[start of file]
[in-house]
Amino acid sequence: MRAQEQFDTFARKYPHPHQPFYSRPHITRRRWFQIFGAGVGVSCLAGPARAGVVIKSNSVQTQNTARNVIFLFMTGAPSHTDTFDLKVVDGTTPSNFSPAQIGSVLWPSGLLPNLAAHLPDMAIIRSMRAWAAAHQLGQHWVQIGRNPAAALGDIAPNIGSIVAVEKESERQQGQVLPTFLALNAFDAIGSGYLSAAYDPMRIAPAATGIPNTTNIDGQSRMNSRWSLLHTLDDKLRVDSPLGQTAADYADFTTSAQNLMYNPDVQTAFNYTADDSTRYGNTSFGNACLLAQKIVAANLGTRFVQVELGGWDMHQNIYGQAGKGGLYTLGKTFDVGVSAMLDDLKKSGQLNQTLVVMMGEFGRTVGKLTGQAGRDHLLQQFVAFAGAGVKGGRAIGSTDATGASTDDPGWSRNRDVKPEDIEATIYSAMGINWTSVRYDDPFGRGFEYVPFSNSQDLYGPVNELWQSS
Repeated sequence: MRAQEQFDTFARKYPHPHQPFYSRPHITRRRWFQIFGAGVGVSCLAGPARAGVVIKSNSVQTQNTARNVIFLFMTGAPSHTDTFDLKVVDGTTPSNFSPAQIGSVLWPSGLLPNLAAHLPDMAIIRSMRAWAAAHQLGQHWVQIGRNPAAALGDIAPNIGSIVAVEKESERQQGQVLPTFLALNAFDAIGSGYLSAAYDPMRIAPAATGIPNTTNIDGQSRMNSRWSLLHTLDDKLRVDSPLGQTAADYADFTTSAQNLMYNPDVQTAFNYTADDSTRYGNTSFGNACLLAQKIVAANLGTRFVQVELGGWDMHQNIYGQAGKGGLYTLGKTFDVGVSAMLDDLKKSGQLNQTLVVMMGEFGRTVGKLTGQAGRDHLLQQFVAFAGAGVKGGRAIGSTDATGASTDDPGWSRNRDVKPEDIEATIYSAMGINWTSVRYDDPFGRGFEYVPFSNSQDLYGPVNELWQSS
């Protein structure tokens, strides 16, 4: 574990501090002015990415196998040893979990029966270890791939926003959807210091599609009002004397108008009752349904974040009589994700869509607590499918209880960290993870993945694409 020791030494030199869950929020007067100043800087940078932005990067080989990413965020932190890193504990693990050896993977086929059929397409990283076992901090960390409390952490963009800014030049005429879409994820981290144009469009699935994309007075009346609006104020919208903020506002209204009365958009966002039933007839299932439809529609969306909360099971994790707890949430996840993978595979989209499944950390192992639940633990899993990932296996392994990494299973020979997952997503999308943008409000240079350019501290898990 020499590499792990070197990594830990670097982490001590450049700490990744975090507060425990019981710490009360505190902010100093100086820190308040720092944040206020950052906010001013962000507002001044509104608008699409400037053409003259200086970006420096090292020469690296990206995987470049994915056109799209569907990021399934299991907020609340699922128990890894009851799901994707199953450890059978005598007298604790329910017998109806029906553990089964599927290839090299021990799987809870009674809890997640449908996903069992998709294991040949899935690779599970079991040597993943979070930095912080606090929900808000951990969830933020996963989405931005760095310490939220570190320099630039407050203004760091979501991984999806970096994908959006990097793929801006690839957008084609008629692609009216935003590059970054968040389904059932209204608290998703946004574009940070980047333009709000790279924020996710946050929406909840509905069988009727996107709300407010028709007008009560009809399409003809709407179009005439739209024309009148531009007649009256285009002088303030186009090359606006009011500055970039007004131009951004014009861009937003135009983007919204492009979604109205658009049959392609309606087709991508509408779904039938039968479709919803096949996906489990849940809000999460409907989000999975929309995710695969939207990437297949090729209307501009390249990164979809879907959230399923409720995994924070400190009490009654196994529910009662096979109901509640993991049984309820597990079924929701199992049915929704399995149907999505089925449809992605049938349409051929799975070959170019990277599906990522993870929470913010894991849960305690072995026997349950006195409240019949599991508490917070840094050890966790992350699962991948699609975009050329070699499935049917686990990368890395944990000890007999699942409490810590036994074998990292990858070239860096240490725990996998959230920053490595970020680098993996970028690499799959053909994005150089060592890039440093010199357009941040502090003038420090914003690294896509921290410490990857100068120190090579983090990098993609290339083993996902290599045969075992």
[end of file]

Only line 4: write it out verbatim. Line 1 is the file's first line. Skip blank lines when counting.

């Protein structure tokens, strides 16, 4: 574990501090002015990415196998040893979990029966270890791939926003959807210091599609009002004397108008009752349904974040009589994700869509607590499918209880960290993870993945694409 020791030494030199869950929020007067100043800087940078932005990067080989990413965020932190890193504990693990050896993977086929059929397409990283076992901090960390409390952490963009800014030049005429879409994820981290144009469009699935994309007075009346609006104020919208903020506002209204009365958009966002039933007839299932439809529609969306909360099971994790707890949430996840993978595979989209499944950390192992639940633990899993990932296996392994990494299973020979997952997503999308943008409000240079350019501290898990 020499590499792990070197990594830990670097982490001590450049700490990744975090507060425990019981710490009360505190902010100093100086820190308040720092944040206020950052906010001013962000507002001044509104608008699409400037053409003259200086970006420096090292020469690296990206995987470049994915056109799209569907990021399934299991907020609340699922128990890894009851799901994707199953450890059978005598007298604790329910017998109806029906553990089964599927290839090299021990799987809870009674809890997640449908996903069992998709294991040949899935690779599970079991040597993943979070930095912080606090929900808000951990969830933020996963989405931005760095310490939220570190320099630039407050203004760091979501991984999806970096994908959006990097793929801006690839957008084609008629692609009216935003590059970054968040389904059932209204608290998703946004574009940070980047333009709000790279924020996710946050929406909840509905069988009727996107709300407010028709007008009560009809399409003809709407179009005439739209024309009148531009007649009256285009002088303030186009090359606006009011500055970039007004131009951004014009861009937003135009983007919204492009979604109205658009049959392609309606087709991508509408779904039938039968479709919803096949996906489990849940809000999460409907989000999975929309995710695969939207990437297949090729209307501009390249990164979809879907959230399923409720995994924070400190009490009654196994529910009662096979109901509640993991049984309820597990079924929701199992049915929704399995149907999505089925449809992605049938349409051929799975070959170019990277599906990522993870929470913010894991849960305690072995026997349950006195409240019949599991508490917070840094050890966790992350699962991948699609975009050329070699499935049917686990990368890395944990000890007999699942409490810590036994074998990292990858070239860096240490725990996998959230920053490595970020680098993996970028690499799959053909994005150089060592890039440093010199357009941040502090003038420090914003690294896509921290410490990857100068120190090579983090990098993609290339083993996902290599045969075992």